In the previous article in this series (June 2001 issue), I introduced the concept of "Fusion
Management" as an integrating process among the numerous quality and business process improvement initiatives introduced during the last half-century. These various approaches to improvement
tend to fall into three major categories: documented management systems based on consensus standards or regulatory requirements (discussed in this article); statistical tools to measure and
control quality processes; and performance excellence models, often based on award criteria, to evaluate both the elements of a management system and the business results provided by that system.
Hierarchy of Business Processes
In earlier times, craftsmen would design, manufacture and ensure the quality of their products. A much smaller marketplace paid for these products according to their
perceived value and the skill involved in their workmanship--their level of quality.
The transformation of our economy from agricultural
to industrial during the late 19th century gradually brought about a definition of quality pertaining to mass production techniques. With the advent of larger
manufacturing complexes, workers performing similar tasks were grouped together and supervised by a foreman, who then assumed responsibility for the quality of
their work. Through the 1920s and 1930s, test and inspection functions grew in size and were eventually separated from production. Manufacturing was no longer
responsible for the quality of the product.
During the 20th century, as life became more complicated, government refined the
notion that its citizens should be protected from the excesses of free enterprise. Little by little, laws, regulations, guidelines and consensus standards crept into our
lives, and a new mindset began to develop: the notion that government must set quality standards where the private sector has left a void or where the health, safety
and welfare of the citizens are at risk. For example, in the United States, the Department of Agriculture provides safeguards for the daily food supply; the Food
and Drug Administration protects against unsafe food, drugs, medical devices and cosmetics; and the Department of Labor is responsible for the occupational health and safety of workers.
After World War II, the needs of the Cold War led to more formal expansions of quality system requirements by the Department of Defense through its Military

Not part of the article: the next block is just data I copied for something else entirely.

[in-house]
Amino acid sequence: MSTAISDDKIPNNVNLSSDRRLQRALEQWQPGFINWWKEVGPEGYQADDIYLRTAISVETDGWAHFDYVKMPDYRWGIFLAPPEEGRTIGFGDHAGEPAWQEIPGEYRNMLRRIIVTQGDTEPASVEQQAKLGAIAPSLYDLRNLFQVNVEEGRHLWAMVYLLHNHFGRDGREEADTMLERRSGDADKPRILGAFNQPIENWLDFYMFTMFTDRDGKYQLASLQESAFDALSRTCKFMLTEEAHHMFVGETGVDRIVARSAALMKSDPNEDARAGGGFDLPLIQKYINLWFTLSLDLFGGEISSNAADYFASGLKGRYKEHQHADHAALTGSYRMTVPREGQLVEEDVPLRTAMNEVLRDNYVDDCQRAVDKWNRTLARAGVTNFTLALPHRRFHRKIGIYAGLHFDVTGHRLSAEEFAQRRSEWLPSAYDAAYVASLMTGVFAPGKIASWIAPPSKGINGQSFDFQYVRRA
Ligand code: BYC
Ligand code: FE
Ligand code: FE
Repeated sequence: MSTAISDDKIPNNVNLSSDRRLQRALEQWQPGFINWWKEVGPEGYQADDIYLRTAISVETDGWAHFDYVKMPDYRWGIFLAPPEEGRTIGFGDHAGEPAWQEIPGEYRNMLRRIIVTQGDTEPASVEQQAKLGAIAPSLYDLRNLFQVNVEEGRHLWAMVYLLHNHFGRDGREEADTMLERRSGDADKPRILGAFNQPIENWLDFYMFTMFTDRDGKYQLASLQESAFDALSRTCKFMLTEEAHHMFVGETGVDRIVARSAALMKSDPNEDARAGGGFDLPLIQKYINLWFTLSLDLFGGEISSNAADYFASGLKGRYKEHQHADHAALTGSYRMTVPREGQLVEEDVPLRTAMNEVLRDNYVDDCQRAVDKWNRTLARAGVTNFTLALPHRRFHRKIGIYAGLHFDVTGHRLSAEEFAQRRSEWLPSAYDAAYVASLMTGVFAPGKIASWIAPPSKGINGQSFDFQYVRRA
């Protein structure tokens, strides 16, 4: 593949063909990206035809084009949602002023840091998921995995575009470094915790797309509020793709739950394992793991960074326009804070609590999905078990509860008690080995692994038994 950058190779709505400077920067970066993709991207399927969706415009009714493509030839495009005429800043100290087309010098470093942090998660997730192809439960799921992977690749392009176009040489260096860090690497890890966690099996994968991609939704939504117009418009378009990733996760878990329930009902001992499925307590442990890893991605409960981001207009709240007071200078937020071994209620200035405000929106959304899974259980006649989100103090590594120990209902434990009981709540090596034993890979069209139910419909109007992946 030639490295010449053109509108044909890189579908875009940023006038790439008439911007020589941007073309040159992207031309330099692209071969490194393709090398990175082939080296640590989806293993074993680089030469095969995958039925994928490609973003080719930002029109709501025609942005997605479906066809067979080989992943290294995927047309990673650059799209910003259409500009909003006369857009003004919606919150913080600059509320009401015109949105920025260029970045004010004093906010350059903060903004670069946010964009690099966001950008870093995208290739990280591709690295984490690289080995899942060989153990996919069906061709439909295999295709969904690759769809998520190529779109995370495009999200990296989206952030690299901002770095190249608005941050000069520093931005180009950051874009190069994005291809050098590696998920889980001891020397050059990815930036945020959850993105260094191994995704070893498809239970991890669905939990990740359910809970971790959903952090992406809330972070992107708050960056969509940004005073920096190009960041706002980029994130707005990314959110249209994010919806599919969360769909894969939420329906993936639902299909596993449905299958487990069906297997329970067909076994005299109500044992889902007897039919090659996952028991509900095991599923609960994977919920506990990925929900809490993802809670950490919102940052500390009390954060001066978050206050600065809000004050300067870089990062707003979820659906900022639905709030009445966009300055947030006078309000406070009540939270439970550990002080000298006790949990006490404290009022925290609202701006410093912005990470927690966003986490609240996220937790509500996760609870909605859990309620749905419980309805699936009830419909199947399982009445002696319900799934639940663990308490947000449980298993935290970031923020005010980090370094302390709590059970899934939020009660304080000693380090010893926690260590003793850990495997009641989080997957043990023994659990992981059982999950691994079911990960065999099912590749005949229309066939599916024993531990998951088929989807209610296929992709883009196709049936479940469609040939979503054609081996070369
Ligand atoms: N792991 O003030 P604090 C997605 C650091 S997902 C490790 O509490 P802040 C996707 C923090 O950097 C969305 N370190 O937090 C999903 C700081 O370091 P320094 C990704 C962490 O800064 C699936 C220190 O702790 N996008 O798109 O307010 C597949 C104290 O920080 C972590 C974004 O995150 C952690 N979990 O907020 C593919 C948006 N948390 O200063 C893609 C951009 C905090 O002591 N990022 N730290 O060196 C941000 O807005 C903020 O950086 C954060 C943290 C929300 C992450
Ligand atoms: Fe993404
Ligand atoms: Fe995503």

Specification MIL-Q-9858, "Quality Program Requirements," published in 1959. Military, and then space, standards were soon followed by Good Manufacturing
Practices, issued by the FDA for pharmaceuticals and medical devices, and the Nuclear Regulatory Commission's regulations for nuclear power plants.
Industry's major problem with government-imposed quality is the perception of excessive levels of documentation required by regulators, whose mission it is to
ensure that industry has complied with the requirements. The pyramid above shows the typical structure of a documented quality management system, regardless of the
standard or regulation imposed. The primary means of enforcing these systems is a network of audits--by corporate auditors, regulatory agencies, prime contractors on
their suppliers, and third parties--to provide objective evidence that documented systems are in place, meet the requirements and are being followed.
Gradually, as global trade expanded, it became necessary to develop quality management systems that would be internationally accepted and enforced, thus
promoting free movement of goods across national boundaries. The International Organization for Standardization, with headquarters in Geneva, Switzerland, and
more than 100 participating countries, is the coordinating agency for cross-national standards. ISO 9001 is the central quality management document in the
international consensus standards system. Gradually, as part of conscious efforts to "harmonize" quality system standards and reduce the amount of documentation and
number of audits organizations must undergo, various governmental requirements have been replaced by ISO standards, and many industries have developed sector-specific standards based on ISO 9001.
The process of ensuring quality has multiple components, including design verification, process validation, process control and product testing, in addition to
the quality management system. If some components are skipped or improperly deployed, quality is diminished. An audit can usually tell if you have a documented
system and are following it; it cannot readily detect design or process control flaws. Hence, management systems represent an excellent base upon which to build
quality, but they do not, by themselves, ensure quality processes or products. Moreover, although they call for continual improvement, they provide neither the
tools for improvement nor the criteria for performance excellence. Hence, there exists a need for other approaches, which I will discuss in future articles.
About the author
Stanley A. Marash, Ph.D., is chairman and CEO of STAT-A-MATRIX Inc. E-mail firstname.lastname@example.org . Fusion Management is a trademark of STAT-A-MATRIX Inc. ©2001 STAT-A-MATRIX Inc. All rights reserved.